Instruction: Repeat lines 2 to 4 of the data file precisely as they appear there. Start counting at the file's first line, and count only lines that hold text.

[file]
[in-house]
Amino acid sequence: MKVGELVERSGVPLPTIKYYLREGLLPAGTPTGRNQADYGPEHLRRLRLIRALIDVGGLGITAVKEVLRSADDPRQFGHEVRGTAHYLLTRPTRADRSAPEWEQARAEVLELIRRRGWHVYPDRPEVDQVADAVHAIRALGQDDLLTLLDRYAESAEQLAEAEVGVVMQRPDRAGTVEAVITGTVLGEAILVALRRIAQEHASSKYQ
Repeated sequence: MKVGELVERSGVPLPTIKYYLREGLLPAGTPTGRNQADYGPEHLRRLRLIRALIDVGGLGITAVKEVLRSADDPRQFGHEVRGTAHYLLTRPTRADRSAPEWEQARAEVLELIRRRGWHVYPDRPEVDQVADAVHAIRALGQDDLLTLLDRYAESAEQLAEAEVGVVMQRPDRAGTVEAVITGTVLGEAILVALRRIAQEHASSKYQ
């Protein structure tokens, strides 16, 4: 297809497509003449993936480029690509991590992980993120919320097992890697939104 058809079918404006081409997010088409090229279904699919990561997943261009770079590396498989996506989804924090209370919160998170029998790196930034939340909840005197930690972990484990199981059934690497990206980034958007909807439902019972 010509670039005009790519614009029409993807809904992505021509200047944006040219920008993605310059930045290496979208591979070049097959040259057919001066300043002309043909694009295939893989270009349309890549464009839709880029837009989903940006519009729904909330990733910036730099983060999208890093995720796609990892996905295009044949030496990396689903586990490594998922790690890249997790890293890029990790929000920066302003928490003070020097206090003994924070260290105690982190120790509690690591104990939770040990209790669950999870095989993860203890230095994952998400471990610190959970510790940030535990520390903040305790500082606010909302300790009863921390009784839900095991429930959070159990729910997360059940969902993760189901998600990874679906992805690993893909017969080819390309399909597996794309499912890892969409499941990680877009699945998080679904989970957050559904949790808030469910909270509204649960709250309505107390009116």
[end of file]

Amino acid sequence: MKVGELVERSGVPLPTIKYYLREGLLPAGTPTGRNQADYGPEHLRRLRLIRALIDVGGLGITAVKEVLRSADDPRQFGHEVRGTAHYLLTRPTRADRSAPEWEQARAEVLELIRRRGWHVYPDRPEVDQVADAVHAIRALGQDDLLTLLDRYAESAEQLAEAEVGVVMQRPDRAGTVEAVITGTVLGEAILVALRRIAQEHASSKYQ
Repeated sequence: MKVGELVERSGVPLPTIKYYLREGLLPAGTPTGRNQADYGPEHLRRLRLIRALIDVGGLGITAVKEVLRSADDPRQFGHEVRGTAHYLLTRPTRADRSAPEWEQARAEVLELIRRRGWHVYPDRPEVDQVADAVHAIRALGQDDLLTLLDRYAESAEQLAEAEVGVVMQRPDRAGTVEAVITGTVLGEAILVALRRIAQEHASSKYQ
């Protein structure tokens, strides 16, 4: 297809497509003449993936480029690509991590992980993120919320097992890697939104 058809079918404006081409997010088409090229279904699919990561997943261009770079590396498989996506989804924090209370919160998170029998790196930034939340909840005197930690972990484990199981059934690497990206980034958007909807439902019972 010509670039005009790519614009029409993807809904992505021509200047944006040219920008993605310059930045290496979208591979070049097959040259057919001066300043002309043909694009295939893989270009349309890549464009839709880029837009989903940006519009729904909330990733910036730099983060999208890093995720796609990892996905295009044949030496990396689903586990490594998922790690890249997790890293890029990790929000920066302003928490003070020097206090003994924070260290105690982190120790509690690591104990939770040990209790669950999870095989993860203890230095994952998400471990610190959970510790940030535990520390903040305790500082606010909302300790009863921390009784839900095991429930959070159990729910997360059940969902993760189901998600990874679906992805690993893909017969080819390309399909597996794309499912890892969409499941990680877009699945998080679904989970957050559904949790808030469910909270509204649960709250309505107390009116």